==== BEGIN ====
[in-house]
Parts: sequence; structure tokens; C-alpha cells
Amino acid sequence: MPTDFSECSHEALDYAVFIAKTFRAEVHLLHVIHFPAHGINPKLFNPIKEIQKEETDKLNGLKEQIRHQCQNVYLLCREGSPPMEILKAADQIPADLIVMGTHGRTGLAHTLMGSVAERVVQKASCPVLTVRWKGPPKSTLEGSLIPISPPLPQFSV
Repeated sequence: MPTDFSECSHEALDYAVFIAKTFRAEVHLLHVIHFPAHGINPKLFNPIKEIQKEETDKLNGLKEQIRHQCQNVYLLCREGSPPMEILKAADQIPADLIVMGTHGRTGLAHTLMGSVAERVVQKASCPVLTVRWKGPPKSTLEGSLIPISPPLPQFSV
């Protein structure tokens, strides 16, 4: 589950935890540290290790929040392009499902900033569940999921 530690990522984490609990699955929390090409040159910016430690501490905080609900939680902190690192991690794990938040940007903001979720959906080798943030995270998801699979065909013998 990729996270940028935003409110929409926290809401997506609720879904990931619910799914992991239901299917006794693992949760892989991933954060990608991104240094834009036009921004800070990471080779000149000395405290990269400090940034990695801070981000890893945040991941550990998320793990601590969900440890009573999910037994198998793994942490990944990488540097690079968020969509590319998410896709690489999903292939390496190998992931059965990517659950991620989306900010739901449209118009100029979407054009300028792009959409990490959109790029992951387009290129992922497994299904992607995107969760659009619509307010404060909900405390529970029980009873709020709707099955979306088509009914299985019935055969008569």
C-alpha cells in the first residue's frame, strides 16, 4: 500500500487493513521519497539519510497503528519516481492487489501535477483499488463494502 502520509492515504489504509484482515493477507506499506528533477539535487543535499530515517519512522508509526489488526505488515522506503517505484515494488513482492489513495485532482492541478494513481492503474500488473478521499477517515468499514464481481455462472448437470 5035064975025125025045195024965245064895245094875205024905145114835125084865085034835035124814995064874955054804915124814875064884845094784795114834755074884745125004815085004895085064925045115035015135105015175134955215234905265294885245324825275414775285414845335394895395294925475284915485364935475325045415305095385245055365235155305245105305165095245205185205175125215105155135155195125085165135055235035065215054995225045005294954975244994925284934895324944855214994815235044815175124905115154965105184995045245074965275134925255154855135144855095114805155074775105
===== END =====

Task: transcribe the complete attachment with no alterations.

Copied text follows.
[in-house]
Parts: sequence; structure tokens; C-alpha cells
Amino acid sequence: MPTDFSECSHEALDYAVFIAKTFRAEVHLLHVIHFPAHGINPKLFNPIKEIQKEETDKLNGLKEQIRHQCQNVYLLCREGSPPMEILKAADQIPADLIVMGTHGRTGLAHTLMGSVAERVVQKASCPVLTVRWKGPPKSTLEGSLIPISPPLPQFSV
Repeated sequence: MPTDFSECSHEALDYAVFIAKTFRAEVHLLHVIHFPAHGINPKLFNPIKEIQKEETDKLNGLKEQIRHQCQNVYLLCREGSPPMEILKAADQIPADLIVMGTHGRTGLAHTLMGSVAERVVQKASCPVLTVRWKGPPKSTLEGSLIPISPPLPQFSV
């Protein structure tokens, strides 16, 4: 589950935890540290290790929040392009499902900033569940999921 530690990522984490609990699955929390090409040159910016430690501490905080609900939680902190690192991690794990938040940007903001979720959906080798943030995270998801699979065909013998 990729996270940028935003409110929409926290809401997506609720879904990931619910799914992991239901299917006794693992949760892989991933954060990608991104240094834009036009921004800070990471080779000149000395405290990269400090940034990695801070981000890893945040991941550990998320793990601590969900440890009573999910037994198998793994942490990944990488540097690079968020969509590319998410896709690489999903292939390496190998992931059965990517659950991620989306900010739901449209118009100029979407054009300028792009959409990490959109790029992951387009290129992922497994299904992607995107969760659009619509307010404060909900405390529970029980009873709020709707099955979306088509009914299985019935055969008569």
C-alpha cells in the first residue's frame, strides 16, 4: 500500500487493513521519497539519510497503528519516481492487489501535477483499488463494502 502520509492515504489504509484482515493477507506499506528533477539535487543535499530515517519512522508509526489488526505488515522506503517505484515494488513482492489513495485532482492541478494513481492503474500488473478521499477517515468499514464481481455462472448437470 5035064975025125025045195024965245064895245094875205024905145114835125084865085034835035124814995064874955054804915124814875064884845094784795114834755074884745125004815085004895085064925045115035015135105015175134955215234905265294885245324825275414775285414845335394895395294925475284915485364935475325045415305095385245055365235155305245105305165095245205185205175125215105155135155195125085165135055235035065215054995225045005294954975244994925284934895324944855214994815235044815175124905115154965105184995045245074965275134925255154855135144855095114805155074775105